Lady Grinling:  Why, Ernie!  You’ve got married!  Is it that nice Susan as was always making calves’-eyes at you at Church and that?  (MUG nods)  Ooh, you lucky man!  She’s fair lovely, she is.  Now don’t you go messing things up at home by offering me anything, as I wouldn’t have any right to accept even if it were needed, which it isn’t.  (Rising)  Well, I’m off to bed.  Goodnight, all!

EXIT LADY GRINLING, up the back stairs.

Julia:  Sergeant Mug, what were you doing in the basement?

Mug:  Well, Miss Trueheart, it’s this matter of the missing nurse, like.  I am concerned.  I am, in fact, alarmed.

Julia:  Oh, good!  Lord Geoffrey told me about Nurse Grimsby, but then there was the murder, and I am afraid I forgot all about poor Nurse Grimsby in the excitement.

Mug:  Well, I’d better get back to it.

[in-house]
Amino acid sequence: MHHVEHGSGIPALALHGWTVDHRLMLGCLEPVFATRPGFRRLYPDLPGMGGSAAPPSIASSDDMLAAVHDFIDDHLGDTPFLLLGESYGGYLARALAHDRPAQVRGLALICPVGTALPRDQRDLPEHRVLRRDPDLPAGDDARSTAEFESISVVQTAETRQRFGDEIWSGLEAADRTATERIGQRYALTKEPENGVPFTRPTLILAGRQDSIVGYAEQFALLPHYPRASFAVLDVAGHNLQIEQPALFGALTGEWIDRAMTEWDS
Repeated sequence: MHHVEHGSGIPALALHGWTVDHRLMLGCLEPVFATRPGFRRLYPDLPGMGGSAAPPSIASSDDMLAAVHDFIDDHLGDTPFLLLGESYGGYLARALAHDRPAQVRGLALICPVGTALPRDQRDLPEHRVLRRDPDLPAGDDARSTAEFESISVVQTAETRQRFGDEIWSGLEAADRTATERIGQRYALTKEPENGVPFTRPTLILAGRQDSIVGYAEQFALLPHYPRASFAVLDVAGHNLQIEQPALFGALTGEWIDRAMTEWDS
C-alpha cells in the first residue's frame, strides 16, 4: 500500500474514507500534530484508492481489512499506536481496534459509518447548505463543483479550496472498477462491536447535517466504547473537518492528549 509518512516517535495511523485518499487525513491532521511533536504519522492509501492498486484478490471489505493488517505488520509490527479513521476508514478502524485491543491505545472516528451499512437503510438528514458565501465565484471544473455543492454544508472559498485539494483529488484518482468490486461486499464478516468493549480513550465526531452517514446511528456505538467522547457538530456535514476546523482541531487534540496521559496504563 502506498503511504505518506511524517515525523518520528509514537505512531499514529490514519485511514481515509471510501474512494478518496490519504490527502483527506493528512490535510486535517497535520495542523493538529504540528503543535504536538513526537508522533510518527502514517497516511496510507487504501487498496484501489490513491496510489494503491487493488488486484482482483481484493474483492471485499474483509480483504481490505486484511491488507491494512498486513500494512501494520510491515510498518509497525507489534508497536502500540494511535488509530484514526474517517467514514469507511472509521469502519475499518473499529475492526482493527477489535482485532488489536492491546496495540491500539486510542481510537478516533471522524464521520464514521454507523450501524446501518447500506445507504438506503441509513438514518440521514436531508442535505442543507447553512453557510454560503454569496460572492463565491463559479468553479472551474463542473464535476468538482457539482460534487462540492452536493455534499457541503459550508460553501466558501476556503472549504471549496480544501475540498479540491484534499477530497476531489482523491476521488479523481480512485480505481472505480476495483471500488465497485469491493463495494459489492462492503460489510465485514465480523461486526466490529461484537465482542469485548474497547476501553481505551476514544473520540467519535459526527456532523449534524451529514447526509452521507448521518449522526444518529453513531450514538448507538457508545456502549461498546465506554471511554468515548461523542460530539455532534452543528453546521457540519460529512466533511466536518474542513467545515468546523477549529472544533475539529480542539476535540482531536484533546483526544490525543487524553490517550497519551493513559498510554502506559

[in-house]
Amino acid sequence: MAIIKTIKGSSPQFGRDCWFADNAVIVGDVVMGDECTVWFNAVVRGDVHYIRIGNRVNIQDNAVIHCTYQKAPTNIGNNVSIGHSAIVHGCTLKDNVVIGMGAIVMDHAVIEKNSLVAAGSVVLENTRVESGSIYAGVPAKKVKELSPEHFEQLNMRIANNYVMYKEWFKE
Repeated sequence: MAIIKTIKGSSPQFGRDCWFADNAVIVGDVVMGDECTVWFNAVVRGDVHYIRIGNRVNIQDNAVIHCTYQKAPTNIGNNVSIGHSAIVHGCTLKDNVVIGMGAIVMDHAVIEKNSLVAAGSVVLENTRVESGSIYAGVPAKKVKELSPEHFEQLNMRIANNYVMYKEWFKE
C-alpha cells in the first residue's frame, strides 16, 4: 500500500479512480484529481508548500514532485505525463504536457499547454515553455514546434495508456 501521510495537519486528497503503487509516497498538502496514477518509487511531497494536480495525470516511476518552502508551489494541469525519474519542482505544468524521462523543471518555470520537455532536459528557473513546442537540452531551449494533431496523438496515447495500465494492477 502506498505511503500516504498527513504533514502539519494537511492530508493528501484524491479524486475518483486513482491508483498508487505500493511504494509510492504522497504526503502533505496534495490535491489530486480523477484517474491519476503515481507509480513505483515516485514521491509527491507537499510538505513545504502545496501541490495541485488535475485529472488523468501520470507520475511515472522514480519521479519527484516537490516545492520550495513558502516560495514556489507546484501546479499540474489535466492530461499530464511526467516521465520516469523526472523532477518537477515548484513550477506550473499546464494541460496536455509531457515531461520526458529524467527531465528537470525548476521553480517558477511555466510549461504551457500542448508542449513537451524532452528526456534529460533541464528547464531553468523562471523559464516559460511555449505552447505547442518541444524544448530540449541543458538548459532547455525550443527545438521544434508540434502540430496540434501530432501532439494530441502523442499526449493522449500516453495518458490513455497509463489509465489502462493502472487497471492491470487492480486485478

Julia:  Well, Mrs. Burnstone, this has certainly been an exciting evening, hasn’t it?

Mrs. Burnstone:  Exciting is the word, Miss Trueheart.  And I can tell you, I don’t want any more of it.  Me friends from The Smoke are always making game with me about ‘ow quiet me life must be, and I tells them-


Sneakfork (very upset):  Oh, Mrs. Burnstone, they’ve gone and done it!  (Noticing Julia)  Hello Miss Trueheart.

Julia:  Hello Sneakfork; what have they gone and done?

Sneakfork:  That Inspector Moribund has gone and arrested Mrs. Bogsby!

Julia:  No!

Sneakfork:  I fear so, Miss.

Mrs. Bogsby (From Off, shrieking):  I never done it!

Julia:  Gosh!



On To Chapter Eleven!